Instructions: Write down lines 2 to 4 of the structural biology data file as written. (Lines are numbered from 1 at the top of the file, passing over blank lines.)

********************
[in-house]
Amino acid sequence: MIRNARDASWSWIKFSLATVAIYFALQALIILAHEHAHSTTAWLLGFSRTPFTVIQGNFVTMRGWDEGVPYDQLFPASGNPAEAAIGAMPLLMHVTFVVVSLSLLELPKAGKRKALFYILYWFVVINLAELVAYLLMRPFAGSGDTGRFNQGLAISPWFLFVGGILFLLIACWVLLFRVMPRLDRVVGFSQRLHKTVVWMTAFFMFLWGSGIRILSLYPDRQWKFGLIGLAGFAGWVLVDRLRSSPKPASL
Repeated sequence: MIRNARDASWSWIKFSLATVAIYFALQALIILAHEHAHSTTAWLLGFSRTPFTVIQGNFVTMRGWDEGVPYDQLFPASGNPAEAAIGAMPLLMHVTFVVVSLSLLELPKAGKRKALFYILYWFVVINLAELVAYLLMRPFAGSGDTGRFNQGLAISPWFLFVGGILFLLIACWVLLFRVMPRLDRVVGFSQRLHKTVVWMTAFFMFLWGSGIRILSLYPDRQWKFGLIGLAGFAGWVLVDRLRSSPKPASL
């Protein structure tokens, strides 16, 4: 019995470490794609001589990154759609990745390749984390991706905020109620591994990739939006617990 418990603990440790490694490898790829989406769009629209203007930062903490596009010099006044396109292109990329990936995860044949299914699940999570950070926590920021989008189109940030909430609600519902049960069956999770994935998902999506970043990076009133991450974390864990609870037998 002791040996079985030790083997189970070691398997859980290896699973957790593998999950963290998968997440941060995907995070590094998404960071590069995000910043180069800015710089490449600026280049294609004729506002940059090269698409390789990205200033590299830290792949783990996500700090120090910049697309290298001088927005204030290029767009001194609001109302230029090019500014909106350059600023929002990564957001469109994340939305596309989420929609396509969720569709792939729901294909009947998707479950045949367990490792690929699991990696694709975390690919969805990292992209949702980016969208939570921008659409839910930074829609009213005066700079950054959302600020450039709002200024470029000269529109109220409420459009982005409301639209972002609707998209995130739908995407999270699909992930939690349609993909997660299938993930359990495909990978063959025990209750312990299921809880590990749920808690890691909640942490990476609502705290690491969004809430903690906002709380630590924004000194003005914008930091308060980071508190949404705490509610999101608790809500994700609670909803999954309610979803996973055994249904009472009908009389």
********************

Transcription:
Amino acid sequence: MIRNARDASWSWIKFSLATVAIYFALQALIILAHEHAHSTTAWLLGFSRTPFTVIQGNFVTMRGWDEGVPYDQLFPASGNPAEAAIGAMPLLMHVTFVVVSLSLLELPKAGKRKALFYILYWFVVINLAELVAYLLMRPFAGSGDTGRFNQGLAISPWFLFVGGILFLLIACWVLLFRVMPRLDRVVGFSQRLHKTVVWMTAFFMFLWGSGIRILSLYPDRQWKFGLIGLAGFAGWVLVDRLRSSPKPASL
Repeated sequence: MIRNARDASWSWIKFSLATVAIYFALQALIILAHEHAHSTTAWLLGFSRTPFTVIQGNFVTMRGWDEGVPYDQLFPASGNPAEAAIGAMPLLMHVTFVVVSLSLLELPKAGKRKALFYILYWFVVINLAELVAYLLMRPFAGSGDTGRFNQGLAISPWFLFVGGILFLLIACWVLLFRVMPRLDRVVGFSQRLHKTVVWMTAFFMFLWGSGIRILSLYPDRQWKFGLIGLAGFAGWVLVDRLRSSPKPASL
């Protein structure tokens, strides 16, 4: 019995470490794609001589990154759609990745390749984390991706905020109620591994990739939006617990 418990603990440790490694490898790829989406769009629209203007930062903490596009010099006044396109292109990329990936995860044949299914699940999570950070926590920021989008189109940030909430609600519902049960069956999770994935998902999506970043990076009133991450974390864990609870037998 002791040996079985030790083997189970070691398997859980290896699973957790593998999950963290998968997440941060995907995070590094998404960071590069995000910043180069800015710089490449600026280049294609004729506002940059090269698409390789990205200033590299830290792949783990996500700090120090910049697309290298001088927005204030290029767009001194609001109302230029090019500014909106350059600023929002990564957001469109994340939305596309989420929609396509969720569709792939729901294909009947998707479950045949367990490792690929699991990696694709975390690919969805990292992209949702980016969208939570921008659409839910930074829609009213005066700079950054959302600020450039709002200024470029000269529109109220409420459009982005409301639209972002609707998209995130739908995407999270699909992930939690349609993909997660299938993930359990495909990978063959025990209750312990299921809880590990749920808690890691909640942490990476609502705290690491969004809430903690906002709380630590924004000194003005914008930091308060980071508190949404705490509610999101608790809500994700609670909803999954309610979803996973055994249904009472009908009389």